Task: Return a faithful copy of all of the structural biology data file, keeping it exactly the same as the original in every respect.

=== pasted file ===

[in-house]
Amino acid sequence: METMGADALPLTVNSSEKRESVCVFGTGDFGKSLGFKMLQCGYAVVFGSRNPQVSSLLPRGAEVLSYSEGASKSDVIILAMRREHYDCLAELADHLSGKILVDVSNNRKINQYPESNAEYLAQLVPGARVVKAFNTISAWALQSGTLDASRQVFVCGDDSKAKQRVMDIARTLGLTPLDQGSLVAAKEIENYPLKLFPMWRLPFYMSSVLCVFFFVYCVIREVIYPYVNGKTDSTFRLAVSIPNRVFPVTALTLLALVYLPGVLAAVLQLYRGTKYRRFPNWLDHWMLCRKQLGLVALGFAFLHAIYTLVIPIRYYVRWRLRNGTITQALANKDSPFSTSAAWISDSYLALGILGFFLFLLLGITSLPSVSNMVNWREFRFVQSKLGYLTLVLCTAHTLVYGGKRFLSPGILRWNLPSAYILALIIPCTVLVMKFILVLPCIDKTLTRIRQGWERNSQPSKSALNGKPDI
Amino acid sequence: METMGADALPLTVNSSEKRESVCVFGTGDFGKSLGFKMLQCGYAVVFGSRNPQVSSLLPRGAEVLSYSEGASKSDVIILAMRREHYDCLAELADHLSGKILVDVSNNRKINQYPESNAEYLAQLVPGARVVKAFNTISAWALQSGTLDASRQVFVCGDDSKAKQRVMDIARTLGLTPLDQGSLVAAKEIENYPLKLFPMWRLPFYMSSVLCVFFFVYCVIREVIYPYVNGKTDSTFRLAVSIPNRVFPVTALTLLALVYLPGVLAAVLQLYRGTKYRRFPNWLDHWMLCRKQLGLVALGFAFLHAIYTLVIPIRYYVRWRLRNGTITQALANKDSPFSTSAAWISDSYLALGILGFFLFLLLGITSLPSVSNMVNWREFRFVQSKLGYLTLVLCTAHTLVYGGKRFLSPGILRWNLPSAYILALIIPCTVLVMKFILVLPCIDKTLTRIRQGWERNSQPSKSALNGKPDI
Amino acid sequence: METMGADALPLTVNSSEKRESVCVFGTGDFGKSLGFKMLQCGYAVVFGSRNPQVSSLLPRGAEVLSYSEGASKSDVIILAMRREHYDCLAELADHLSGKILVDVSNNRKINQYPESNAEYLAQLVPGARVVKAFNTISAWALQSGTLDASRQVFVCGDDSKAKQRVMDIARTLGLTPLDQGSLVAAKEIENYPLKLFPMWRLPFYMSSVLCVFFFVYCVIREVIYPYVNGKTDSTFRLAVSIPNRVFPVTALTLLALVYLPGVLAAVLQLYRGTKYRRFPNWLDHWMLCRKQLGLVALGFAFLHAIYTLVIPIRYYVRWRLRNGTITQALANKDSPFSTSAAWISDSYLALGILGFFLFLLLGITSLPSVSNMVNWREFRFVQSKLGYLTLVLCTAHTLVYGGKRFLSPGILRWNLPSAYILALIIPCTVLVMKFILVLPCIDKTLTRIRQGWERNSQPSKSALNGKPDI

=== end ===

[in-house]
Amino acid sequence: METMGADALPLTVNSSEKRESVCVFGTGDFGKSLGFKMLQCGYAVVFGSRNPQVSSLLPRGAEVLSYSEGASKSDVIILAMRREHYDCLAELADHLSGKILVDVSNNRKINQYPESNAEYLAQLVPGARVVKAFNTISAWALQSGTLDASRQVFVCGDDSKAKQRVMDIARTLGLTPLDQGSLVAAKEIENYPLKLFPMWRLPFYMSSVLCVFFFVYCVIREVIYPYVNGKTDSTFRLAVSIPNRVFPVTALTLLALVYLPGVLAAVLQLYRGTKYRRFPNWLDHWMLCRKQLGLVALGFAFLHAIYTLVIPIRYYVRWRLRNGTITQALANKDSPFSTSAAWISDSYLALGILGFFLFLLLGITSLPSVSNMVNWREFRFVQSKLGYLTLVLCTAHTLVYGGKRFLSPGILRWNLPSAYILALIIPCTVLVMKFILVLPCIDKTLTRIRQGWERNSQPSKSALNGKPDI
Amino acid sequence: METMGADALPLTVNSSEKRESVCVFGTGDFGKSLGFKMLQCGYAVVFGSRNPQVSSLLPRGAEVLSYSEGASKSDVIILAMRREHYDCLAELADHLSGKILVDVSNNRKINQYPESNAEYLAQLVPGARVVKAFNTISAWALQSGTLDASRQVFVCGDDSKAKQRVMDIARTLGLTPLDQGSLVAAKEIENYPLKLFPMWRLPFYMSSVLCVFFFVYCVIREVIYPYVNGKTDSTFRLAVSIPNRVFPVTALTLLALVYLPGVLAAVLQLYRGTKYRRFPNWLDHWMLCRKQLGLVALGFAFLHAIYTLVIPIRYYVRWRLRNGTITQALANKDSPFSTSAAWISDSYLALGILGFFLFLLLGITSLPSVSNMVNWREFRFVQSKLGYLTLVLCTAHTLVYGGKRFLSPGILRWNLPSAYILALIIPCTVLVMKFILVLPCIDKTLTRIRQGWERNSQPSKSALNGKPDI
Amino acid sequence: METMGADALPLTVNSSEKRESVCVFGTGDFGKSLGFKMLQCGYAVVFGSRNPQVSSLLPRGAEVLSYSEGASKSDVIILAMRREHYDCLAELADHLSGKILVDVSNNRKINQYPESNAEYLAQLVPGARVVKAFNTISAWALQSGTLDASRQVFVCGDDSKAKQRVMDIARTLGLTPLDQGSLVAAKEIENYPLKLFPMWRLPFYMSSVLCVFFFVYCVIREVIYPYVNGKTDSTFRLAVSIPNRVFPVTALTLLALVYLPGVLAAVLQLYRGTKYRRFPNWLDHWMLCRKQLGLVALGFAFLHAIYTLVIPIRYYVRWRLRNGTITQALANKDSPFSTSAAWISDSYLALGILGFFLFLLLGITSLPSVSNMVNWREFRFVQSKLGYLTLVLCTAHTLVYGGKRFLSPGILRWNLPSAYILALIIPCTVLVMKFILVLPCIDKTLTRIRQGWERNSQPSKSALNGKPDI